In practice, owners of SMEs find themselves paying according to the random appraisal of the tax officer, again victimised by officials looking to shave a little off the top. "This time instead of taking bribes from us, they just give you a higher than normal rate and pocket the difference," Amin explained. In a different sort of tax malady, the tax officer could miscalculate the amount, due to ignorance of the trade he is taxing.
This often happens in Kerdassa, a village in Giza renowned for its handmade carpets. "They send us tax officers who have no knowledge of carpet making, or how long it takes to make a carpet," said Hamda El-Fouly, owner of a carpet gallery in Kerdassa who blames the stress of over- taxation for his father's death. El-Fouly went on to explain that during his father's time they used to make small rugs called "kleem kaskees". These are made by little pieces of cloth sewn together and sold for two pounds. "The tax officer however, came and had a look at all the small rugs we had and taxed them as he would carpets. No matter how much we explained, he didn't understand that these were not carpets!" he said.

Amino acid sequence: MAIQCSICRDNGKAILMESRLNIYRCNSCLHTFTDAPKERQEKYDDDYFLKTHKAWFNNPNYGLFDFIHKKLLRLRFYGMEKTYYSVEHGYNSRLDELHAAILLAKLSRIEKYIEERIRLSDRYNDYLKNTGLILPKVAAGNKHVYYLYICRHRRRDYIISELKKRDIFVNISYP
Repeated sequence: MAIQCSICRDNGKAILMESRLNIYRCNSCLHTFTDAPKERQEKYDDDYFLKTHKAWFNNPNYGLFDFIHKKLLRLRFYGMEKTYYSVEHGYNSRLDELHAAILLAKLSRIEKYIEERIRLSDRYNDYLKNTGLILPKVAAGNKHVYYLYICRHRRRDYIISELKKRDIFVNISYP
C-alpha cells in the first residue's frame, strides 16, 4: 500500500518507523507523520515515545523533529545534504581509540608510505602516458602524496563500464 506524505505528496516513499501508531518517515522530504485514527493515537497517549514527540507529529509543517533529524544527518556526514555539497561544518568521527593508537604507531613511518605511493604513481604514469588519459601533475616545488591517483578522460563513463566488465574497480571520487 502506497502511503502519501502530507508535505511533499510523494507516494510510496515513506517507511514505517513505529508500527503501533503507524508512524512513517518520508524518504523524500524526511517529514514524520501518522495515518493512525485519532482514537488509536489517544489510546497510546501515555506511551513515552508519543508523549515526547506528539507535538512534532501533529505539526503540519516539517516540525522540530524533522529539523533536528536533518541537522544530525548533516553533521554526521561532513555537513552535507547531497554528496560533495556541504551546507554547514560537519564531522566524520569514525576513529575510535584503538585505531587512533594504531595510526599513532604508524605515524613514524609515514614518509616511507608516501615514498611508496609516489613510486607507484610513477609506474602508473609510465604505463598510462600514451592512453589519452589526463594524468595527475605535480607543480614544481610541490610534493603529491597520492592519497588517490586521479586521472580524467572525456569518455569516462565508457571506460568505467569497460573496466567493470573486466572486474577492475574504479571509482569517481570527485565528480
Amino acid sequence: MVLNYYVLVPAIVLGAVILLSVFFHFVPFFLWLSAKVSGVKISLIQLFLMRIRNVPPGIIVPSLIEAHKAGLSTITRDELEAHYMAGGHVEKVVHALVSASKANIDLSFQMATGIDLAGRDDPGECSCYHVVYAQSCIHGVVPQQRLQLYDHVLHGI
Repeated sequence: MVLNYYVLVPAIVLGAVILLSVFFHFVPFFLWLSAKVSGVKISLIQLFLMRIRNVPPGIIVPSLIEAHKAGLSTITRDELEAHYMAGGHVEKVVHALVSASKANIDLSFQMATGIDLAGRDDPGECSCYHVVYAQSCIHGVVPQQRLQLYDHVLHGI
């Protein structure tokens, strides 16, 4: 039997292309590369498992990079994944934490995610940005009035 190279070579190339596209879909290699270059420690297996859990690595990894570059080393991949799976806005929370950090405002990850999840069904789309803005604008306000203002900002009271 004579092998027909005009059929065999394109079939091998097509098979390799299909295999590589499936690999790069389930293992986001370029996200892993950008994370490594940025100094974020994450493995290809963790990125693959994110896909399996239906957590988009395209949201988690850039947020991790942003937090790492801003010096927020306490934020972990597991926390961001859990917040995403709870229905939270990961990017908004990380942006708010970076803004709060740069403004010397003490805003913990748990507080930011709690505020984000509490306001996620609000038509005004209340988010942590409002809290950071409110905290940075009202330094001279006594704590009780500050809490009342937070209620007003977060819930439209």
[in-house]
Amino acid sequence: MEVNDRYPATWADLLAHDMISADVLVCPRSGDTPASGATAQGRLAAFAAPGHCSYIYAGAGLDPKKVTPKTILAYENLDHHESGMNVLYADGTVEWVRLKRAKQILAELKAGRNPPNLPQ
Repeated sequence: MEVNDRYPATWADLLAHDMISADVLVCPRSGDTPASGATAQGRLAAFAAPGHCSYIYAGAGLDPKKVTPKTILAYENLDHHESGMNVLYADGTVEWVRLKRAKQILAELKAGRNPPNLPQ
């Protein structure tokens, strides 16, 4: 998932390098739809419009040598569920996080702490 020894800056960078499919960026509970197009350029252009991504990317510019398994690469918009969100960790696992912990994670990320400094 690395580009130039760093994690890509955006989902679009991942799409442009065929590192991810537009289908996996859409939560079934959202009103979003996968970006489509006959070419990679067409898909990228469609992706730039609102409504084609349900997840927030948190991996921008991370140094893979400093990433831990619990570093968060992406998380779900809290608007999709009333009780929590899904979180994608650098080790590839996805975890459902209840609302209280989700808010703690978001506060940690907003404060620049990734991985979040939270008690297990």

According to Lotfy the government is treating SMEs as they would treat large enterprises. "They tell the small businessmen 'go find a place, get a licence, market, and sell your product. After you are finished, after you're successful we will exempt you from the taxes.' This is ridiculous," he said. "The government should help in the beginning, not the end."
Lotfy claims that the government can do this by simplifying licensing procedures, offering property at reasonable prices and providing easy access to loans. "After that if they want taxes, we will happily give it to them," he said.
According to Saleh of SECDA, the government should also accumulate and publicise market information to SME owners and prospective entrepreneurs. He explained that many hopefuls establish a business only to find there is no market for the product they are manufacturing. He said the government further needs to provide venues for the business owners to display their products. This is especially relevant for craftsmen, who could display, market and sell their products in galleries, hopefully earning enough money to repay their loans. "Two or three galleries yearly organised by the gallery association is not enough," Lotfy said.
In the case of Kerdassa, the galleries are not only important in terms of marketing the product, but also in saving a traditional craft from extinction.
"This street in Kerdassa used to have 20 shops selling handmade carpets, now there are only three. This is due to the lack of support from the government. Tunisia, Iran, India and Egypt are all renowned for their handmade carpets, and Egypt is the only one that is losing the trade. Does the government ever ask itself why?" asked Omar Mukhtar, owner of a shop selling handmade carpets.
In Tunisia, he pointed out, the government sells the carpet makers wool and cotton at subsidised prices. That in addition to regular gallery showings and training courses to protect the craft.